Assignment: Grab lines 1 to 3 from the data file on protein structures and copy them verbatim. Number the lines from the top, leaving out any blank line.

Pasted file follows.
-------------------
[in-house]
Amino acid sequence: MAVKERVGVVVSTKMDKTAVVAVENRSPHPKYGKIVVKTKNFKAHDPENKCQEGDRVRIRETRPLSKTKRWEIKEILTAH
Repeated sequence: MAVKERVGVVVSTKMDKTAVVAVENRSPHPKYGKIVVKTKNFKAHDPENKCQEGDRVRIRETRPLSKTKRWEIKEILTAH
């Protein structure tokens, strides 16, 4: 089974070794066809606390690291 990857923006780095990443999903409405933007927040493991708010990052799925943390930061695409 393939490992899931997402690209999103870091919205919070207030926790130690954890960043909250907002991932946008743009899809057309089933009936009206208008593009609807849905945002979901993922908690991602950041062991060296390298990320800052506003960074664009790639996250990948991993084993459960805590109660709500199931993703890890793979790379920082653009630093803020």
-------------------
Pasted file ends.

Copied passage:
[in-house]
Amino acid sequence: MAVKERVGVVVSTKMDKTAVVAVENRSPHPKYGKIVVKTKNFKAHDPENKCQEGDRVRIRETRPLSKTKRWEIKEILTAH
Repeated sequence: MAVKERVGVVVSTKMDKTAVVAVENRSPHPKYGKIVVKTKNFKAHDPENKCQEGDRVRIRETRPLSKTKRWEIKEILTAH